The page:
fine time for demonworkubiquitous, doubtful and circuitous: one house is like another, one subscription floods the garage, another the lone porchlight, yellow with forgone bugs, the lemons, the rugs ablaze, fine time for demonwork crysophase, aluminium in delight insecticides and agents, portal cone to Yuma, the accused, the accursed, the sincere all together, in the pitchblack. Kumquats sweet fabled factotum, alight who discovered the land without fury
the house of amedee ozenfant is partially glass, said shower is blue porcelain, a cup, fortunately we left that part out, where everything changes into something elsewhere, otherwise, we have our spies ah ha, a bear, ingenious participant in the sense of the otiose, comrade oaf illustrated, take down the sign, Seminoles, now there is the picturesque, likeable as they are, heartbrake the glasskiller comes.
. White Buildings. New York, Boni & Liveright, 1926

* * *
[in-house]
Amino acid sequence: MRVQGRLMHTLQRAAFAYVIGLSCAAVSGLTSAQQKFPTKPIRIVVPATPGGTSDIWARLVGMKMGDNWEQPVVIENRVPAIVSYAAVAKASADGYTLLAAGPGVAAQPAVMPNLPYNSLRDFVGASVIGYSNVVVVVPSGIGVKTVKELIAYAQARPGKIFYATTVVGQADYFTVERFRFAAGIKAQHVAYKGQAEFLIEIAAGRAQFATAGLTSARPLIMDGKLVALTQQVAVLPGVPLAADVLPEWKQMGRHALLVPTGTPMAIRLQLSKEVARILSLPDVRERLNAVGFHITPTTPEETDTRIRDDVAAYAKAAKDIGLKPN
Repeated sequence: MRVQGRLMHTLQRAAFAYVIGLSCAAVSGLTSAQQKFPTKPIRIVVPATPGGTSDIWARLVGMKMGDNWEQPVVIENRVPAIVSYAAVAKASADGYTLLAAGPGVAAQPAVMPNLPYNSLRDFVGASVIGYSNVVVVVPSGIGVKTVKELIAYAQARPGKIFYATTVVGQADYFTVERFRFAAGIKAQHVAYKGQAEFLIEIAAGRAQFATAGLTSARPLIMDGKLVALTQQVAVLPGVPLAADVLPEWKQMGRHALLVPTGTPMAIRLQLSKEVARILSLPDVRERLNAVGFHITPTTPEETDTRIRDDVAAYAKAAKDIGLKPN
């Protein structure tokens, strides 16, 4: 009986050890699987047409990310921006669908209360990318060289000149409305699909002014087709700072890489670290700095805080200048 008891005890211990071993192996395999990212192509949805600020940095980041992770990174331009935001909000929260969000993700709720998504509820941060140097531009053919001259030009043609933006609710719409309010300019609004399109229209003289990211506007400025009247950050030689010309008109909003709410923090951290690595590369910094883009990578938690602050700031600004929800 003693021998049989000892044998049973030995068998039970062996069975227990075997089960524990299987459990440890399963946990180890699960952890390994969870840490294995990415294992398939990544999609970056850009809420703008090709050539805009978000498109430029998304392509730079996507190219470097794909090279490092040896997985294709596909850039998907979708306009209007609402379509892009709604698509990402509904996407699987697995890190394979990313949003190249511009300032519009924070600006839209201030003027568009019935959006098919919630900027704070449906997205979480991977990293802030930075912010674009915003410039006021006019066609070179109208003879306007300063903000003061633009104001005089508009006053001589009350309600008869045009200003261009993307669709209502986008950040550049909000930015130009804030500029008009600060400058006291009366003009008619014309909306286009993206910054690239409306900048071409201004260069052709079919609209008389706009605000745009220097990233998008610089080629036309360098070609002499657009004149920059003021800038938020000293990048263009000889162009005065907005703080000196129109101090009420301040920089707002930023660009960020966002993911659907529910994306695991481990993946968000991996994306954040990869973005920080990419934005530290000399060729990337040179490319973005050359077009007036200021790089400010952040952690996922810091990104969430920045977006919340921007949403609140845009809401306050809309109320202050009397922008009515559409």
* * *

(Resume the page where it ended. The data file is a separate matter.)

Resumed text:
.Hart Crane’s first book of poetry White Buildings, was published when he was 27 years old. Both Gorham Munson and Waldo Frank helped in getting it published and it had an introduction by Allen Tate and blurb by Eugene O’Neill. It was widely reviewed, and very favorably by Yvor Winters, Laura Riding, Edmund Wilson and Mark Van Doren. Crane’s lush romantic vision and Elizabethan rhetoric were in some ways antithetical to the spirit of the times; he rejected the austerity of literary modernists and the machinery of the modern, materialistic age. His poems are spiritual and in fact, religious in nature, without being tied to any particular sect. He was concerned with the nature and development of the spirit and was consuming with longing for transcendence. His densely exploratory use of language and his rich, dramatic diction however were characteristic of the time, as was the intense contemporary resonance of his subjects, including skyscrapers, wine, drunkenness, sex and Charlie Chaplin :“I am moved to put Chaplin with the poets (of today); hence the ‘we.’ In other words, he, especially in The Kid, made me feel myself, as a poet, as being “in the same boat” with him. Poetry, the human feelings, “the kitten,” is so crowded out of the humdrum, rushing mechanical scramble of today that the man who would preserve them must duck and camouflage for dear life to keep them or himself from annihilation.” Hart Crane to William Wright, October 1921